Your website addressed the issue of lies in our society and described the harmful effects when those lies are believed. You rejected the postmodernists' overall relative truth view, but I believe you accepted their moral relative truth view. In either case you offer many terrific methods that can be useful tools in separating truth from falsehood. However, what you didn't offer was a foundation of truth or analytical tests to identify truth. Is this a fair assessment?

What I would like to offer is a supplement to the tool kit found in your website that would provide a theoretical model of reality supported by empirical evidence and therefore a predictive model of truth and a foundation of truth.

Although we don't generally recognize it, we have two parallel and opposite worldview philosophies that are polarizing our world. We are somewhat familiar with them. However, we need to clarify them by clearing away misleading word definitions and misframed arguments that cloud the real argument, malign the truth and confound the model.

One such argument is the science vs. religion debate where religion deals with subjective values and science deals with the real world stuff you can count on. Even if this were true, it's just a distraction or a smokescreen to hide the real debate. The problem is that some of our science as well as religions are religious. This statement probably demands an example.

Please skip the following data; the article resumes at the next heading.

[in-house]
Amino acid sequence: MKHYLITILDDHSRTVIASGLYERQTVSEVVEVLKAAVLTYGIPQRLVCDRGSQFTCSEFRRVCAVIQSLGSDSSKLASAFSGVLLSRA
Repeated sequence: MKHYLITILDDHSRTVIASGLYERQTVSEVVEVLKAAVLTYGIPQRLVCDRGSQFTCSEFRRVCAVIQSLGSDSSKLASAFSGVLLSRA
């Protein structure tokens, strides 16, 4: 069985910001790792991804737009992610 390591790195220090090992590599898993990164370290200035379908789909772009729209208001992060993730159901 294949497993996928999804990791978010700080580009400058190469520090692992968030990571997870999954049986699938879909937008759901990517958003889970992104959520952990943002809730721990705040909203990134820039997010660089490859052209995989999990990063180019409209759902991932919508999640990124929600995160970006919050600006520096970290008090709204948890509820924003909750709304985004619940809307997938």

One example I can give included statements by Michael Ruse, one of the world's most productive and prestigious philosophers of biology and a prominent defender of evolution. As a result of Michael's interaction with Berkeley professor Phillip Johnson, Michael Ruse admitted the following in a February 1993 speech at the annual AAAS meeting in Boston. "I must confess, in the ten years since I performed, or I appeared, in the creation trial in Arkansas, I must say that I've been coming to this kind of position myself." Ruse explained that those in academia especially "should recognize, both historically and perhaps philosophically, certainly that the science side has certain metaphysical assumptions built into doing science, which---it may not be a good thing to admit in a court of law---but I think that in honesty ... we should recognize this."